Many of the Shiite Muslims now in power seem beholden to Iran for the neighboring regime's gifts of refuge and funding for their opposition parties during Saddam's reign. Handing the files to an Iran-friendly Baghdad administration would be tantamount to passing the intelligence to Tehran, said three U.S. officials in Washington, who all spoke on condition of anonymity because they were not authorized to discuss sensitive intelligence matters.
The CIA declined to comment on the record about the Iraqi intelligence agency or its files.
While the CIA hasn't ruled out handing over the agency, an administration official involved in Iraq policy confirmed that the U.S. government has strong concerns about releasing the classified archives to the new government. The main worry is that Iran could score an intelligence coup by learning what the United States knows about Tehran's covert operations in Iraq. The official said the United States has evidence of aggressive Iranian attempts to penetrate Iraqi intelligence via the two strongest Shiite parties: SCIRI and Dawa, the party led by Iraqi Prime Minister Ibrahim al-Jaafari.
Senior members of those parties, however, suspect the real reason behind U.S. reluctance to hand over the archives is that Americans don't want them to know the extent of U.S.-led spying on the Shiite politicians Iraqis risked their lives to vote into office.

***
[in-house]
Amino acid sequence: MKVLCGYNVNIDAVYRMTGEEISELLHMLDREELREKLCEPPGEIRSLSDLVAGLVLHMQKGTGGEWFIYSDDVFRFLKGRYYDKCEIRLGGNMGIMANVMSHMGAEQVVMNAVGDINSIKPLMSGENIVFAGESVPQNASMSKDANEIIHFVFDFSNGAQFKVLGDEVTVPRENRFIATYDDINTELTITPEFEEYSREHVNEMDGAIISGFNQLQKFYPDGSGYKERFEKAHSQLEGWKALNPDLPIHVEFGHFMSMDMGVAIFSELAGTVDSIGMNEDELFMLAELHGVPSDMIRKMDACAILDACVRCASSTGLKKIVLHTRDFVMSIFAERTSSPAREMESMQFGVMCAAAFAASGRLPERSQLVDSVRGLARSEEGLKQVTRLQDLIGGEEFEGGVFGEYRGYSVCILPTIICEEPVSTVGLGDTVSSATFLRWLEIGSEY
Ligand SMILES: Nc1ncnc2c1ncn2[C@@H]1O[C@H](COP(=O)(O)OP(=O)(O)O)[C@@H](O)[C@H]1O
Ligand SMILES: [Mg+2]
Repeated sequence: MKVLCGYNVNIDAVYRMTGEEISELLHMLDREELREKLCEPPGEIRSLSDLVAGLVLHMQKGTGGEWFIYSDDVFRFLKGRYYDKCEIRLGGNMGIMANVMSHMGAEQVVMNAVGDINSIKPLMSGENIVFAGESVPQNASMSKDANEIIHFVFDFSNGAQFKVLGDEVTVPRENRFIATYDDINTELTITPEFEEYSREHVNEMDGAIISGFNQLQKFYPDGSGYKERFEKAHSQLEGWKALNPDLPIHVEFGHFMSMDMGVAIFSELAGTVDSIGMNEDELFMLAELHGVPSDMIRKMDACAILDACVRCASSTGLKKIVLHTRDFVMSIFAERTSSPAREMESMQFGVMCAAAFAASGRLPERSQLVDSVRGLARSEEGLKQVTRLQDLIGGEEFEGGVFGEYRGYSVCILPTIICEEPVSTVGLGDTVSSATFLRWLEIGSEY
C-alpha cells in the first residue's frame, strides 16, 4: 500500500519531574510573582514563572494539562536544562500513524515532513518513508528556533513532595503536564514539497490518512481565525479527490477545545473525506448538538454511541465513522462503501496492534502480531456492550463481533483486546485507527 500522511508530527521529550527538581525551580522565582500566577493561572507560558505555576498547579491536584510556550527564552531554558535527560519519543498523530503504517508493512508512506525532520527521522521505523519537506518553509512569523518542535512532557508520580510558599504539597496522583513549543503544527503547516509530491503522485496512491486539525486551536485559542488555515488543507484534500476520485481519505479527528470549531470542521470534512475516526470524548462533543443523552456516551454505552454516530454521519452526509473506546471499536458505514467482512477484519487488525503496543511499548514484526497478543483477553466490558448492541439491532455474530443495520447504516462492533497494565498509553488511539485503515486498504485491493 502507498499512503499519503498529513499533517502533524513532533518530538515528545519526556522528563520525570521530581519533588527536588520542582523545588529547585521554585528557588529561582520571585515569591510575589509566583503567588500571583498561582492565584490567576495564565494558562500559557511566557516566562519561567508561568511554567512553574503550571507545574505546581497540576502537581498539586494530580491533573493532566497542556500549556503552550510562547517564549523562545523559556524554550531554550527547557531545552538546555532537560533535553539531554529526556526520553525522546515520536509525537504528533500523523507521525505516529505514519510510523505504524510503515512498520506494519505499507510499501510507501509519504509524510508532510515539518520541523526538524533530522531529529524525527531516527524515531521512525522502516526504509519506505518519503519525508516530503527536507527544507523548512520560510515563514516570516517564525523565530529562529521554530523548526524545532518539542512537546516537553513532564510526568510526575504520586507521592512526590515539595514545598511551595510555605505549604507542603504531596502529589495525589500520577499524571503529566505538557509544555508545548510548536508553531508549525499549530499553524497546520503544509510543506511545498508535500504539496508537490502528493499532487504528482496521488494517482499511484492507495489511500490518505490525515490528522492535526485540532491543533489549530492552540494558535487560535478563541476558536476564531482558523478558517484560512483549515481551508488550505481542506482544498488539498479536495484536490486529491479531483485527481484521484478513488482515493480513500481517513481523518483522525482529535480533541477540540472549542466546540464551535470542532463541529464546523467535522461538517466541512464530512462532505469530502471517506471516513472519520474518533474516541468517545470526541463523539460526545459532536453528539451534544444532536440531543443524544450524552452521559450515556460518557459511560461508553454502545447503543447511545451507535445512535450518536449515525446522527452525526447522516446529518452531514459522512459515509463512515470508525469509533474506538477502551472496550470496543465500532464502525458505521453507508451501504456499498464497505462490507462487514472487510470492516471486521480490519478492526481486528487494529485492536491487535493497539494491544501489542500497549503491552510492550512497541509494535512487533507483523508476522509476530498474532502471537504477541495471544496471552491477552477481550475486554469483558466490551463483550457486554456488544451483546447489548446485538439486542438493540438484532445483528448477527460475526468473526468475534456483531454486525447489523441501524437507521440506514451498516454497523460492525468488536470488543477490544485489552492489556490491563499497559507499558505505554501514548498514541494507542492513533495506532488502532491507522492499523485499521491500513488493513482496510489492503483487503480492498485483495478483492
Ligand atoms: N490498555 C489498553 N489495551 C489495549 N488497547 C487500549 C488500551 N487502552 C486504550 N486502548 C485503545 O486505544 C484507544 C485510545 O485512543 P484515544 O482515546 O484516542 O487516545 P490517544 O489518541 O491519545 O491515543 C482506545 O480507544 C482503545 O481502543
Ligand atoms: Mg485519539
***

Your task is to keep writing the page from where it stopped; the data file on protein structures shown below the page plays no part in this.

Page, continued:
Laith Kubba, Jaafari's adviser and spokesman, said the prime minister wants to take on a bigger role in anti-terrorism efforts, but he's impaired by the lack of a reliable, skilled Iraqi police force and military. Kubba said it would take time for al-Jaafari to decide what he wants to do with the national intelligence service, but it's evident he doesn't want it to remain in American hands.
"The prime minister is very clear in his philosophy on governmental sovereignty and the will of the Iraqi people," Kubba said. "He knows all these institutions must be brought under Iraqi law and the Iraqi parliament ... But he's a realist and he is also aware that Iraq today faces a huge challenge with these attacks ... In the interim period, he has to make do with whatever he has at his disposal."